Telling the rousing story of Lili Elbe, a landscape artist who was the first to undergo gender correction surgery, Oscar-winning director Tom Hooper enlists a talented crew lead by last year’s Oscar-winner Eddie Redmaye and illustrious hot ticket item Alicia Vikander. Both show off their acting chops like wolves gnashing at lambs but there’s an uncomfortable air of assumed prestige to Redmayne’s whisper-heavy performance and Tom Hooper’s mawkish tendencies on full display. Redmayne’s clearly a phenomenal talent but, in a role that requires so much externalization of ticking internal clockwork, his turn as Lili risks being too showy, much like the film itself. On the surface, The Danish Girl is among the most “progressive” movies of the year and yet it can never stay the feeling of being tame, almost safe. Read More
True to its title, not much in the way of chaos occurs in Alan Rickman’s sophomore directorial effort. In fact, most of the time affairs are the exact opposite of chaotic. Instead it’s a modest well-mannered period piece, taking part in the action of Versailles, France, 1628. It’s technically proficient – as most period pieces are – and the performances are solid across the board, though nothing outstanding. Rickman directs with competence but on the whole A Little Chaos is instantly forgettable—marked by a feeling of slightness and opting to pursue the safest routes for predictable romantic dramas. Read More
A nobleman, a commoner and a soldier walk into a bar. There sits a property-owning, curly mopped brunette beauty. Which man does she choose to marry? Such is the premise of Thomas Vinterberg’s adaptation of Thomas Hardy’s classic 1874 romance novel; a 512-page amorous yarn, turned into a dramaturgical 107-page script, turned into a 119-minute film. In simplifying the story, good sense is tangled in expedited character arcs and though less plodding than many coattail and gown costume dramas, Far From the Madding Crowd is at best a handsomely photographed venture back in time and at worst a perfunctory, sloppily told bore.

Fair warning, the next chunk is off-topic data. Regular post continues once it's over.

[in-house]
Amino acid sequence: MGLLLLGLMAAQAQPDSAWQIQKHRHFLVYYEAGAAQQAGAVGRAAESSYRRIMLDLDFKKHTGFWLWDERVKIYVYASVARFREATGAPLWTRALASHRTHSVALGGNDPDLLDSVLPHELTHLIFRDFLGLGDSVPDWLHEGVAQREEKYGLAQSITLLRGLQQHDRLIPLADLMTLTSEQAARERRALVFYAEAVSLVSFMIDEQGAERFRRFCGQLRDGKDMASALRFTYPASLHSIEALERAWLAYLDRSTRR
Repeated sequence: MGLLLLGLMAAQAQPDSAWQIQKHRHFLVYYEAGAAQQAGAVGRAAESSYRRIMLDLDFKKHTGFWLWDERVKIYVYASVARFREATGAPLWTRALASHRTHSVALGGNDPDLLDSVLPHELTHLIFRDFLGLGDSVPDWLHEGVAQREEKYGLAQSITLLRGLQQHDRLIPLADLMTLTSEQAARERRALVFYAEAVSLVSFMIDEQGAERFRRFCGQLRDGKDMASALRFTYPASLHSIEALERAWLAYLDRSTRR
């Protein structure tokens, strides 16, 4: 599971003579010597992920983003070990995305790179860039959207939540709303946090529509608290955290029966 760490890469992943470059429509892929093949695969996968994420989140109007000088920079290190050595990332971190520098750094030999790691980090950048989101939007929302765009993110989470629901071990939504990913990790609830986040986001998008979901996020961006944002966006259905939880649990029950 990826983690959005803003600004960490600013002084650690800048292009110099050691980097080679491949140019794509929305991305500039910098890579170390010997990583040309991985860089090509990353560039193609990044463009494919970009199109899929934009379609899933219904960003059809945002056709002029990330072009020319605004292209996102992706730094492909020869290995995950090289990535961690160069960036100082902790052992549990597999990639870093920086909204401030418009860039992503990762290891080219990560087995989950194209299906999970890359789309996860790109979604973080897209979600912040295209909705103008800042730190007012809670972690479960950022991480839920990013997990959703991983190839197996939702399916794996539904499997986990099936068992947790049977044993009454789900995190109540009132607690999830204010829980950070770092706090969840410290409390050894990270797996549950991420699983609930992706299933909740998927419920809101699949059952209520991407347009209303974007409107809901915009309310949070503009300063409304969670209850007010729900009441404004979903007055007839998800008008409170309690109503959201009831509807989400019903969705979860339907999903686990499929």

As hot as an exposed ankle in 1870, Bathsheba (Carey Mulligan) is a feminist champion amongst old-fashion cods. Her free-wheeling ways are as accented as Beast’s Belle, which we see manifested in her willingness to hop in the slop and give lambs a good spanking to get a move on. “My lord, but what about your dress?” When she shoots down marriage proposal numero dos, you can almost hear the townswomen tittering, “Can you believe she didn’t marry that man?” Titter, titter.
But let’s back up in time. Before Bathsheba becomes a certified landowner and town-wide hot topic, she was naught but a lowly farm girl, her only holdings being her education and her sharp wit. Neighbor farmer Gabriel Oak (Matthias Schoenaerts), upon retrieving her red scarf from the woods – Oh! Red! In June! How scandalous! – wastes little time in trying to secure a marriage. It’s your average “boy meets girl, boy proposes to girl, boy’s dog chase his sheep off cliff, boy loses farm, girl inherits farm, boy works at farm” saga.